Having headed south to escape the congested, noisy and fast-paced roar of the city to secure better value for money housing, the repeated disruption of rail journeys is causing some to question how much damage the rail network is doing to the value of their homes.
This week, our experts examine what impact the Southern Rail dispute is having on house prices and how infrastructure investment and local economic factors can improve or devalue localised housing markets.
Paul Wareham, managing director, Countrywide Surveying Services, says the suffering endured by users of Southern Rail services may weigh heavy on the shoulders of those currently living along those routes but it is unlikely to be considered as long-term reason not to buy.
David Catt, chief operating officer, Hometrack, says house prices are unlikely to fall in areas with poor transport links, but a slowing in price growth may affect lenders’ appetite for extending high loan-to-value deals in those areas.
Miles Shipside, director and housing market analyst, Rightmove, sets the impact of the Southern Rail disruption in the context of more severe localised economic shocks to highlight how the recent rail interruptions should have minimal long-term impact on house prices.
Commuting can be painful at the best of times, but Southern Rail passengers have had a particularly rough ride of late. London’s suburban rail network is creaking at the seams, under pressure from year-on-year double digit passenger growth as workers pile into a booming capital. Added to that is the long-running industrial dispute, staff shortages, aging trains and disruptions from the redevelopment of London Bridge station. Passengers have had their tolerance tested to the limit and sometimes beyond.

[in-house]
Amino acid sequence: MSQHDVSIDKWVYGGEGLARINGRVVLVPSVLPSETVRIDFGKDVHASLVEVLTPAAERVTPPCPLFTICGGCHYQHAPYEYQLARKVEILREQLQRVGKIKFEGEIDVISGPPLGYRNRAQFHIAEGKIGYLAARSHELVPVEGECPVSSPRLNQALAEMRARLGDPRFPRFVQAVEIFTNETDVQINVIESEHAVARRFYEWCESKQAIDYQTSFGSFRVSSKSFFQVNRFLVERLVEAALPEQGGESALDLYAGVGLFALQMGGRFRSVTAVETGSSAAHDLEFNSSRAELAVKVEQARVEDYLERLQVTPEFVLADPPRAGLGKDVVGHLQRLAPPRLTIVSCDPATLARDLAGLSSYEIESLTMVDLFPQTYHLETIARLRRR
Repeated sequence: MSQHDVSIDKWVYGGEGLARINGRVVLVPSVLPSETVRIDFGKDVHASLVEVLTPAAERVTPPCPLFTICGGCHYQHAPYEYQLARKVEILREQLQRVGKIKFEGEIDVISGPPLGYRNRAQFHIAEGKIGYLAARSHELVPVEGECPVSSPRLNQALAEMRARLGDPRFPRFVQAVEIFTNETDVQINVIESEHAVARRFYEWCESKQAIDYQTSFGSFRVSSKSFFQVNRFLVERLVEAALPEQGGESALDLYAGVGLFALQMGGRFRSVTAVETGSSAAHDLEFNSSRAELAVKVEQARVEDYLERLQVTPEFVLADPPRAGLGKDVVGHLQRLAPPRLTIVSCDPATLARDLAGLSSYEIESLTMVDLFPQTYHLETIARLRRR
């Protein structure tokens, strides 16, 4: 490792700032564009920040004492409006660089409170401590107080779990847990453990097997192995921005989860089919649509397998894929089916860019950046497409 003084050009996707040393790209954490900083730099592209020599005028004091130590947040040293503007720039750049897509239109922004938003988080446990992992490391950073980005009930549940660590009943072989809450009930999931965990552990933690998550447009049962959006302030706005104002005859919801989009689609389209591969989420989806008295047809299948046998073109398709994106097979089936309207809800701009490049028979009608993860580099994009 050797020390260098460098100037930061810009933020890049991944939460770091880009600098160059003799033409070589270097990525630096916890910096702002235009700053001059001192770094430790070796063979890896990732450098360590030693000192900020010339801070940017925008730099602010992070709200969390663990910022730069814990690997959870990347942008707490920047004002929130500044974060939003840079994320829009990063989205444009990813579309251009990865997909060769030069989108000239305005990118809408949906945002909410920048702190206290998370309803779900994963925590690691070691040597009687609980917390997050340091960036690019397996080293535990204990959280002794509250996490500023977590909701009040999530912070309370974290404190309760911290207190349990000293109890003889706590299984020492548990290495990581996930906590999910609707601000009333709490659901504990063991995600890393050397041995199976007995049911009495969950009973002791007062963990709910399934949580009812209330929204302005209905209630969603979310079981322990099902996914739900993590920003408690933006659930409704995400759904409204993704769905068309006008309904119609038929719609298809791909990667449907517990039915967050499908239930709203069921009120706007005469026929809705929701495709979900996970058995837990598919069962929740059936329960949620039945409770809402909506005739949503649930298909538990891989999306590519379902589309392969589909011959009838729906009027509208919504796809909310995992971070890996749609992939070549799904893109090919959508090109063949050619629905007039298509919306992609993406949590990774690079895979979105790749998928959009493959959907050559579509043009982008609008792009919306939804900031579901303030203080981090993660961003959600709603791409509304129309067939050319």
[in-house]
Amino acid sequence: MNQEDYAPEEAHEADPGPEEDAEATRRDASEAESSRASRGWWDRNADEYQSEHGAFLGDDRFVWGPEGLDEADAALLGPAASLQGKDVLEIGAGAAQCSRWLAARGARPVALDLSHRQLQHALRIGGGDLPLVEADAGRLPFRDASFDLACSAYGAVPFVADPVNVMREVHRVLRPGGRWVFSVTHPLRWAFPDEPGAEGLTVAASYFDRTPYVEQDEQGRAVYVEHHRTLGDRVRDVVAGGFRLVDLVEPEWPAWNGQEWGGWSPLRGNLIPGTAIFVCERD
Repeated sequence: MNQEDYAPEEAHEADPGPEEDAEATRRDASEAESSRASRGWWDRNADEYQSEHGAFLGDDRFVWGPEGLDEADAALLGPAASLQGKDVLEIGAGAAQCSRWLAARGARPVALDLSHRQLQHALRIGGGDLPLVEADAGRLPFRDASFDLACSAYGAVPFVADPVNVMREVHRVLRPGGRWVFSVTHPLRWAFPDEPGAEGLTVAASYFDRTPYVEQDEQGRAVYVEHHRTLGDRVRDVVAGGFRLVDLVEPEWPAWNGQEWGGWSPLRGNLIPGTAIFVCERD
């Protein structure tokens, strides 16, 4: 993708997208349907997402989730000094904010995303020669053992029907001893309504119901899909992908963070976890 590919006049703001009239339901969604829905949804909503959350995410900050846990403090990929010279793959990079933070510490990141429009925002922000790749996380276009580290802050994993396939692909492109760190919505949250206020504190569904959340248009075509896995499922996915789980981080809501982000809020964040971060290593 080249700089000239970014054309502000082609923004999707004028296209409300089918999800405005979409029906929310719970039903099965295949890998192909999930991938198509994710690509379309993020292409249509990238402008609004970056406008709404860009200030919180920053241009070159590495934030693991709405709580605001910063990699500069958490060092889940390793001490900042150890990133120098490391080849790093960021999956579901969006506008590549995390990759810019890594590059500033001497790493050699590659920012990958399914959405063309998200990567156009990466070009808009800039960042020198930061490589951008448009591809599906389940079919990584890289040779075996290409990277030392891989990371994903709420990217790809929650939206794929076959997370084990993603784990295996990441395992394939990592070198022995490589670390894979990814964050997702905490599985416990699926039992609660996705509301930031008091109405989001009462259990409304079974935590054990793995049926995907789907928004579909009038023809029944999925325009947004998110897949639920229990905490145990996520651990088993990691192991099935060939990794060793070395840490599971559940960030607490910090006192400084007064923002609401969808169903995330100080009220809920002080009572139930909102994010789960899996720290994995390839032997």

As the largest surveying firm, we are experts in dealing with a range of property challenges, whether the factors are environmental, infrastructure or industrial; and while we know that there are issues with the Southern Rail route, this is not in the same capacity as something like HS2 or Crossrail. Travel in and around the capital is much maligned and often unpredictable, whereas Crossrail and HS2 are having a tangible impact on property value, both can be either a concern or benefit for buyers and sellers dependent on property location in relation to proposed routes and stations.
People buying a home tend to have long horizons, they think in years or decades rather than weeks and months. The average homeowner moves only once every 15 years which makes choosing where to live a decision they have to live with for a while. If poor service continues there is certainly a danger that it will start becoming ingrained in the minds of buyers. But for now it’s the longer term lure of a rebuilt London Bridge, new trains and the prospect of Transport for London taking over services and the quality of property that buyers are thinking about.
Nationally, house prices are rising at circa 8% per annum but at a localised level this varies from -15% to +20%. Over the last 20 years, localised surges in house prices have been down to strong consumer expectations for jobs and the economy, together with changes in the availability of credit, lower mortgage rates and rising incomes.